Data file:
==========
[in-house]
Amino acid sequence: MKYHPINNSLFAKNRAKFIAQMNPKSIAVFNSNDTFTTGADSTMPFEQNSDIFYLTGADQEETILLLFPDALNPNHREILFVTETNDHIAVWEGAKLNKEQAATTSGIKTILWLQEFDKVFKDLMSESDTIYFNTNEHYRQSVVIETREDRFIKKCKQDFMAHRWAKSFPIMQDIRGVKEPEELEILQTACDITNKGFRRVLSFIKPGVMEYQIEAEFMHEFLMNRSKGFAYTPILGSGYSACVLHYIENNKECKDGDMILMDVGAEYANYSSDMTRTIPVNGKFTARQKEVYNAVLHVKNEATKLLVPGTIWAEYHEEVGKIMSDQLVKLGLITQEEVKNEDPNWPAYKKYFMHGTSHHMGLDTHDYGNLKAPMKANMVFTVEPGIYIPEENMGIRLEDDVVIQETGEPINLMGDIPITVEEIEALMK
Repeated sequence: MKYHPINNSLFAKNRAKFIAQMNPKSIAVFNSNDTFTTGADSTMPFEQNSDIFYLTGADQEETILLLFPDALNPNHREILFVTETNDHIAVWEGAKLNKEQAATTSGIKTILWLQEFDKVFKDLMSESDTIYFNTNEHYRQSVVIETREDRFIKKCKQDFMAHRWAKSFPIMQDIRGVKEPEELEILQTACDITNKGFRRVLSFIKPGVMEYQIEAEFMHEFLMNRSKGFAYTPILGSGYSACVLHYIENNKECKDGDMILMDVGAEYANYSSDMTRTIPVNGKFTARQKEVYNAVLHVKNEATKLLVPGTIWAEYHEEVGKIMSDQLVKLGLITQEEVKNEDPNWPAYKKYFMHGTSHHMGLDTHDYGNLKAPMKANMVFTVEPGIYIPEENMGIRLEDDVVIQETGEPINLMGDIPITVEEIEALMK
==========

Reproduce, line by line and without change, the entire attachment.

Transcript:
[in-house]
Amino acid sequence: MKYHPINNSLFAKNRAKFIAQMNPKSIAVFNSNDTFTTGADSTMPFEQNSDIFYLTGADQEETILLLFPDALNPNHREILFVTETNDHIAVWEGAKLNKEQAATTSGIKTILWLQEFDKVFKDLMSESDTIYFNTNEHYRQSVVIETREDRFIKKCKQDFMAHRWAKSFPIMQDIRGVKEPEELEILQTACDITNKGFRRVLSFIKPGVMEYQIEAEFMHEFLMNRSKGFAYTPILGSGYSACVLHYIENNKECKDGDMILMDVGAEYANYSSDMTRTIPVNGKFTARQKEVYNAVLHVKNEATKLLVPGTIWAEYHEEVGKIMSDQLVKLGLITQEEVKNEDPNWPAYKKYFMHGTSHHMGLDTHDYGNLKAPMKANMVFTVEPGIYIPEENMGIRLEDDVVIQETGEPINLMGDIPITVEEIEALMK
Repeated sequence: MKYHPINNSLFAKNRAKFIAQMNPKSIAVFNSNDTFTTGADSTMPFEQNSDIFYLTGADQEETILLLFPDALNPNHREILFVTETNDHIAVWEGAKLNKEQAATTSGIKTILWLQEFDKVFKDLMSESDTIYFNTNEHYRQSVVIETREDRFIKKCKQDFMAHRWAKSFPIMQDIRGVKEPEELEILQTACDITNKGFRRVLSFIKPGVMEYQIEAEFMHEFLMNRSKGFAYTPILGSGYSACVLHYIENNKECKDGDMILMDVGAEYANYSSDMTRTIPVNGKFTARQKEVYNAVLHVKNEATKLLVPGTIWAEYHEEVGKIMSDQLVKLGLITQEEVKNEDPNWPAYKKYFMHGTSHHMGLDTHDYGNLKAPMKANMVFTVEPGIYIPEENMGIRLEDDVVIQETGEPINLMGDIPITVEEIEALMK